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Palestinian evangelicals lead shift away from Christian Zionism
Published Thursday 06/03/2014 (updated) 12/03/2014 19:03
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Israel's separation wall pictured in Aida refugee camp,
Bethlehem.(MaanImages/Charlie Hoyle)

BETHLEHEM (Ma'an) -- Hundreds of peace activists, church leaders, evangelical Christians and academics will meet in Bethlehem on Monday for five days of dialogue and discussion about the role of Christian Zionism in the Israeli-Palestinian conflict.

First held in 2010, the Christ at the Checkpoint conference has grown in size and stature over the past three years and will welcome over 700 participants from March 10-14 at the Bethlehem Bible College, located a mere 100 meters from Israel's separation wall.

Conference director Munther Isaac says the number and diversity of participants this year, together with opposition to the event from elements of the evangelical right, reflect the growing impact of a forum designed to challenge evangelical theological beliefs which have long legitimized Israel's occupation of the Palestinian territories.

"Just the fact that evangelicals are talking about Palestine and Israel is a success," Isaac told Ma'an on Wednesday.

The conference aims to discuss the realities of the injustices in Palestine, empower the role of the Palestinian church in achieving peace, and explore the role of Christianity, above all the evangelical church, in the Israeli-Palestinian conflict.

Dr. Jack Sara, President of the Bethlehem Bible College, says that the conference is also an invitation to international Christians to come and learn about the local context of the Palestinian struggle.

"We feel that the Palestinian people have been oppressed for so long and their voice needs to be heard," Sara told Ma'an.

"A lot of the Christian world does not know that there is an existence of Palestinian Christians who live in Palestine and Israel and who are suffering because of the conflict."

The conference will host a wide range of speakers and aims to both inform the Western world about the existence of Palestinian Christians and demonstrate that the Palestinian church is active on the ground and an integral part of Palestinian society, Isaac says.

"The conference will highlight the injustices for sure, this is one of our key goals, but we will not be adopting a victimization mentality. We want to show that here is a living, hopeful culture which is looking forward despite all of the challenges."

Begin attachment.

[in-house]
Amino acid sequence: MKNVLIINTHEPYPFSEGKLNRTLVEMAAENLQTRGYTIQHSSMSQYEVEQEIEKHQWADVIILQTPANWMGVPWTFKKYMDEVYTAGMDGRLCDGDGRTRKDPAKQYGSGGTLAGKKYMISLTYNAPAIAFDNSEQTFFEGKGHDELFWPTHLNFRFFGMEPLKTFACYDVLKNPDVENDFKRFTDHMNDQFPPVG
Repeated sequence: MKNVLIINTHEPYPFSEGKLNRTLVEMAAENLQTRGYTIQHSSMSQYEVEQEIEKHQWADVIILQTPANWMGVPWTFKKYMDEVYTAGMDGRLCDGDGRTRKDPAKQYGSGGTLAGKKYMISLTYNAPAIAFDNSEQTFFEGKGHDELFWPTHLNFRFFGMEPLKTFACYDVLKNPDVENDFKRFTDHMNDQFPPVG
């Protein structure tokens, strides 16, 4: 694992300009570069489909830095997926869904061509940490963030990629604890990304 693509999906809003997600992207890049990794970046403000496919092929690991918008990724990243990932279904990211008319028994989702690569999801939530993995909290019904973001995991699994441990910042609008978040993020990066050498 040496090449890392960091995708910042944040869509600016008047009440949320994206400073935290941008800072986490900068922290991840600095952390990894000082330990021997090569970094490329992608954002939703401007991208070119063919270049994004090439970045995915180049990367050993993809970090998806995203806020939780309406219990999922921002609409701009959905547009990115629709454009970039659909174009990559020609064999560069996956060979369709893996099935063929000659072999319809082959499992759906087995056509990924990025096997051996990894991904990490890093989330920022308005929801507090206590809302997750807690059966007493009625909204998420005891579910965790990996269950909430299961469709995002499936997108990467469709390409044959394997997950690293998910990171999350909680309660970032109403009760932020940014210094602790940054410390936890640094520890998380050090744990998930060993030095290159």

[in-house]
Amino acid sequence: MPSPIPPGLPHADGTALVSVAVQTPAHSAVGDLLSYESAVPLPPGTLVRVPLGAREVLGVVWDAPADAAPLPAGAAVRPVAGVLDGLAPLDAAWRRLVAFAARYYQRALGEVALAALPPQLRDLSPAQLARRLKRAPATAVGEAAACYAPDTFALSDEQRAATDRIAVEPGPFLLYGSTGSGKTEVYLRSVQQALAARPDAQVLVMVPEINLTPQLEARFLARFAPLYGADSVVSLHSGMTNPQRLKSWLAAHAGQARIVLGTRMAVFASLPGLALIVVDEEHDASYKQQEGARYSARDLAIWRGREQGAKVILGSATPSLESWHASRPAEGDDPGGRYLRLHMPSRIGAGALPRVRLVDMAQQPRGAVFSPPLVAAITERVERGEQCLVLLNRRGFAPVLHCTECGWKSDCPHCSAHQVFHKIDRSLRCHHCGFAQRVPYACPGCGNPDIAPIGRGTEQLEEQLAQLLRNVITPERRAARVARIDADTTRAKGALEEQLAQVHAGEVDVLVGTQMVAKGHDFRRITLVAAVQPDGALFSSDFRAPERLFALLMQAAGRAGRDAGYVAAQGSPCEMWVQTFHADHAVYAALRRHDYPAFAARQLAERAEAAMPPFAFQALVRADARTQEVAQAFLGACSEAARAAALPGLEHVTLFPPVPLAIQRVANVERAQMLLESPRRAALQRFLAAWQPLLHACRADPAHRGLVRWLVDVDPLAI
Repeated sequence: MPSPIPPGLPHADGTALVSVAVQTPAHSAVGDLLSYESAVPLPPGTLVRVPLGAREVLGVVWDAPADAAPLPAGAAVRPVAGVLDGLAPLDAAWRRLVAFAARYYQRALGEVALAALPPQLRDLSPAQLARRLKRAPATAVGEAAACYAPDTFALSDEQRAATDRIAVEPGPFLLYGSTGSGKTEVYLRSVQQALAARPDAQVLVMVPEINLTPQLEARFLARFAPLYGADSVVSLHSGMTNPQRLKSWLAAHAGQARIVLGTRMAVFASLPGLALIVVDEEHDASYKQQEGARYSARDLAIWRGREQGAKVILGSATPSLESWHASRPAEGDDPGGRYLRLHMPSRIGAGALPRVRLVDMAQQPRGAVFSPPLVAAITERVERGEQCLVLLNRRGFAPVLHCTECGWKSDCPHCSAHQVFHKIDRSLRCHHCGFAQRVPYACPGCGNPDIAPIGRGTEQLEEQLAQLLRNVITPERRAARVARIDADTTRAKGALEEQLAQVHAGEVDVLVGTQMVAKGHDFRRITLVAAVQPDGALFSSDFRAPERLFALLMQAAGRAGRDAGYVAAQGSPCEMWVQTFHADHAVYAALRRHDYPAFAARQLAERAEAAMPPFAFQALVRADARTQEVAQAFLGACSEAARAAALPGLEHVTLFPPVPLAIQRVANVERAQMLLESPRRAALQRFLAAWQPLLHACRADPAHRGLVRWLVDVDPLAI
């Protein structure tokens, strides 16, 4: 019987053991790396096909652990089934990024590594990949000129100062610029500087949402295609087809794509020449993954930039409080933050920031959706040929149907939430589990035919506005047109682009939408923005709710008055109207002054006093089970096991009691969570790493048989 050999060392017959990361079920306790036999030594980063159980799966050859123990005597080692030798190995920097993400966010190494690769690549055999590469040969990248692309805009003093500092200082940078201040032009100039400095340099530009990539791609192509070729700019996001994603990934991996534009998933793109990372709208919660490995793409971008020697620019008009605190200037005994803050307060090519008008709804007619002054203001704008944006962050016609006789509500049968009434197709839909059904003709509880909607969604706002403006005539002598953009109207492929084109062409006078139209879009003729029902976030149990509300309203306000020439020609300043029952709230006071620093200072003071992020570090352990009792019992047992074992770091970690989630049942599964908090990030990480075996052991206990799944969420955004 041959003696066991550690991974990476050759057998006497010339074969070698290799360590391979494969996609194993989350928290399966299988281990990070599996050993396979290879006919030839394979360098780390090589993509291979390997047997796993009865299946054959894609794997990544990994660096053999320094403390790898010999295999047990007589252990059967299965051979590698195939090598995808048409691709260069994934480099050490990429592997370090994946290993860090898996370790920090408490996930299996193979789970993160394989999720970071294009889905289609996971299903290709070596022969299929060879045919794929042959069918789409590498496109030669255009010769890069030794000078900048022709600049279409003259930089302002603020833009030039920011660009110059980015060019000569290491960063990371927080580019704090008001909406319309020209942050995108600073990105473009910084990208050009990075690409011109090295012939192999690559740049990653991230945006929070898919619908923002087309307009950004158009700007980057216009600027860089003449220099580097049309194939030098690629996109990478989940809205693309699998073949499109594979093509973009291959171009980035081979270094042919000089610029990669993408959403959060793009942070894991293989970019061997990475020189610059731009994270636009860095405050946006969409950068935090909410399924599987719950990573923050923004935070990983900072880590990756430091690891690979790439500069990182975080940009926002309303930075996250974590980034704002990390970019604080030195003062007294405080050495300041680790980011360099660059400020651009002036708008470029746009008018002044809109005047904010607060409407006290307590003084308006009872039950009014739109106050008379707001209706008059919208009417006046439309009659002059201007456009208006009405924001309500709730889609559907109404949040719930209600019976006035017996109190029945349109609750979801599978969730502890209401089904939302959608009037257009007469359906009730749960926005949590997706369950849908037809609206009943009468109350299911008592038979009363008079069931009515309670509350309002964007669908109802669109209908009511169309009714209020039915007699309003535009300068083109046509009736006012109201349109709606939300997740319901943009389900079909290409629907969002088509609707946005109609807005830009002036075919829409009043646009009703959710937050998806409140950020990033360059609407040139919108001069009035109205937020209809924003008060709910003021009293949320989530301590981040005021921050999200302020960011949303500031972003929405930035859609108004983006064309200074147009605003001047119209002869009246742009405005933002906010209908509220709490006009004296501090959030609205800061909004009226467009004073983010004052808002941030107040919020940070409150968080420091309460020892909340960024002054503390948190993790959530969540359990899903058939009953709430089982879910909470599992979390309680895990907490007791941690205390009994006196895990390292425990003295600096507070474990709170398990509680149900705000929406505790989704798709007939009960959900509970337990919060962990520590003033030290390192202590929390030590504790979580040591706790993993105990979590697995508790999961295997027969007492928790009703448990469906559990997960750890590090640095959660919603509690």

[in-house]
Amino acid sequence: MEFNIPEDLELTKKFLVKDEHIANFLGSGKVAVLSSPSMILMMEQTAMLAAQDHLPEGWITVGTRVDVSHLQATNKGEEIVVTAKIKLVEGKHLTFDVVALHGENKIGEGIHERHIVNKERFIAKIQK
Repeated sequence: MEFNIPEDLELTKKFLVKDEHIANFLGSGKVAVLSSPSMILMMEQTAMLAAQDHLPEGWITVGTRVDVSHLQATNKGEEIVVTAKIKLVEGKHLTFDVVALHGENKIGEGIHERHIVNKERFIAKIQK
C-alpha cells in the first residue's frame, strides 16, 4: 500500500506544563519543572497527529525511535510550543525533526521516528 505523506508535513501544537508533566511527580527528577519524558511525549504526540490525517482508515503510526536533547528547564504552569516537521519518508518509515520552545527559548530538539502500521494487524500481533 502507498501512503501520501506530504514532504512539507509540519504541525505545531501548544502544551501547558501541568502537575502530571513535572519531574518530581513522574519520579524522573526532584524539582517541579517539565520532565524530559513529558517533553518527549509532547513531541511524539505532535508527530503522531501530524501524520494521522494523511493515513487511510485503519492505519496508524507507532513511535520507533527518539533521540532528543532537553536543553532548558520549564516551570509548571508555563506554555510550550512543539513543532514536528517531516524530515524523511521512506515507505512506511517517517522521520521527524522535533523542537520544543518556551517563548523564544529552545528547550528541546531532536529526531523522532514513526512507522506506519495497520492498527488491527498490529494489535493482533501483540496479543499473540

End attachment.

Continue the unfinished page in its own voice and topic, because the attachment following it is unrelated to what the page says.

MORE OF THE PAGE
Shift in evangelical attitudes

From 100 or so international participants in 2010, this year's conference will host church leaders, mission agencies, and official representatives from different Christian denominations, in a sign that traditional evangelical attitudes to Israel and the occupation of Palestine are slowly beginning to change.

Once an automatic support base for pro-Israel US policies, evangelicals in the United States are slowly beginning to join the debate about the practical implications of their theological beliefs, Isaac says, and Christ at the Checkpoint has provided a platform that had previously never existed.

According to the Pew Research Center, white evangelical Protestants are twice as likely as American Jews to favor stronger US support for Israel and 82 percent say that God gave Israel to the Jewish people.

Isaac acknowledges that political and economic support for Israel from US evangelicals is "real, and measured on the ground," but says that there is a significant generational shift in attitudes among young evangelicals which is beginning to challenge the dominant theological narrative justifying Israel's occupation.

"I think it's going to take some time, but there are positive signs that the younger evangelical generation are more interested in social justice. They are more knowledgeable, they know more about the conflict so they can make informed decisions."

Church leaders in the US are also now feeling more comfortable to positively engage in the Israeli-Palestinian conflict instead of defending Israel as a default position, Isaac says.

"Our message is rather than engage in a discussion about who has a divine right to the land, let's engage in a discussion about how we can advance peace among Palestinians and Israelis and how the church can promote a shared land concept," Isaac says.

"It is slow, but things are moving in the right direction."

Growing opposition sign of success

As in previous years, the conference has been widely discussed among the evangelical community in the United States, the Israeli press, and by Jewish groups, who fear that Christ at the Checkpoint represents a turning point in dividing the US evangelical support base for Israel.

A recent blog in the Jerusalem Post described the conference as "anti-Israel, anti-Zionist" and "dangerous," while an article in the Middle East Quarterly described the Bethlehem Bible College and the Christ at the Checkpoint conference as playing leading roles in a growing "anti-Israel" narrative among evangelical groups.